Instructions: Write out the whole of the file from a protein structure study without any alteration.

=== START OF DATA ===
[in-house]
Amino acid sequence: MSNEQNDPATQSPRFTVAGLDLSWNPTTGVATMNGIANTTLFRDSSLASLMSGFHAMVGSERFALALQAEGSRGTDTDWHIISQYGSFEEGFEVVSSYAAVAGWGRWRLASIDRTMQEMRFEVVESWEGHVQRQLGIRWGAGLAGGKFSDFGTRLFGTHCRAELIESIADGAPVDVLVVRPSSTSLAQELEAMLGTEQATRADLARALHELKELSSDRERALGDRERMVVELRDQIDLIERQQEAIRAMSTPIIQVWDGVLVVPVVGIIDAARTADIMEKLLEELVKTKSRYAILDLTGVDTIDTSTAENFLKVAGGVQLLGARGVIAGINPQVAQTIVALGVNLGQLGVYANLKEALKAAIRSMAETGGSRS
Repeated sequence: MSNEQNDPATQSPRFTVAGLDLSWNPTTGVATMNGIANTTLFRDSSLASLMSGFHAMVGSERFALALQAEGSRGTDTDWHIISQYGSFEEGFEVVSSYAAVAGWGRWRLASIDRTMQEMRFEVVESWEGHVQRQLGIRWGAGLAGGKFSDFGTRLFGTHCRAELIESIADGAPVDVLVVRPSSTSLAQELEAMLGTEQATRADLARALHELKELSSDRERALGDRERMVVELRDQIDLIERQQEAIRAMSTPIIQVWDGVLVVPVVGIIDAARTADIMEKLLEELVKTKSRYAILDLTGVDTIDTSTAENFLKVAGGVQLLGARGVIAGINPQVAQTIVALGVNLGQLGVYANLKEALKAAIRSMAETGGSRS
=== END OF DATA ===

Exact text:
[in-house]
Amino acid sequence: MSNEQNDPATQSPRFTVAGLDLSWNPTTGVATMNGIANTTLFRDSSLASLMSGFHAMVGSERFALALQAEGSRGTDTDWHIISQYGSFEEGFEVVSSYAAVAGWGRWRLASIDRTMQEMRFEVVESWEGHVQRQLGIRWGAGLAGGKFSDFGTRLFGTHCRAELIESIADGAPVDVLVVRPSSTSLAQELEAMLGTEQATRADLARALHELKELSSDRERALGDRERMVVELRDQIDLIERQQEAIRAMSTPIIQVWDGVLVVPVVGIIDAARTADIMEKLLEELVKTKSRYAILDLTGVDTIDTSTAENFLKVAGGVQLLGARGVIAGINPQVAQTIVALGVNLGQLGVYANLKEALKAAIRSMAETGGSRS
Repeated sequence: MSNEQNDPATQSPRFTVAGLDLSWNPTTGVATMNGIANTTLFRDSSLASLMSGFHAMVGSERFALALQAEGSRGTDTDWHIISQYGSFEEGFEVVSSYAAVAGWGRWRLASIDRTMQEMRFEVVESWEGHVQRQLGIRWGAGLAGGKFSDFGTRLFGTHCRAELIESIADGAPVDVLVVRPSSTSLAQELEAMLGTEQATRADLARALHELKELSSDRERALGDRERMVVELRDQIDLIERQQEAIRAMSTPIIQVWDGVLVVPVVGIIDAARTADIMEKLLEELVKTKSRYAILDLTGVDTIDTSTAENFLKVAGGVQLLGARGVIAGINPQVAQTIVALGVNLGQLGVYANLKEALKAAIRSMAETGGSRS